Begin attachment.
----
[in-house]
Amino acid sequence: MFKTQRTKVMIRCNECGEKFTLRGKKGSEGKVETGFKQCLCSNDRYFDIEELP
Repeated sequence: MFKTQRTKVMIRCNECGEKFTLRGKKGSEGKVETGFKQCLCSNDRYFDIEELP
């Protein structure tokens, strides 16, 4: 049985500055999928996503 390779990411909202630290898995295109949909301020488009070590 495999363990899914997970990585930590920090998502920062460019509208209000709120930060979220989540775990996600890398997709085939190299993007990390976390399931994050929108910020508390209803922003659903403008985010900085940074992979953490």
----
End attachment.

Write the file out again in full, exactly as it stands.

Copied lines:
[in-house]
Amino acid sequence: MFKTQRTKVMIRCNECGEKFTLRGKKGSEGKVETGFKQCLCSNDRYFDIEELP
Repeated sequence: MFKTQRTKVMIRCNECGEKFTLRGKKGSEGKVETGFKQCLCSNDRYFDIEELP
């Protein structure tokens, strides 16, 4: 049985500055999928996503 390779990411909202630290898995295109949909301020488009070590 495999363990899914997970990585930590920090998502920062460019509208209000709120930060979220989540775990996600890398997709085939190299993007990390976390399931994050929108910020508390209803922003659903403008985010900085940074992979953490």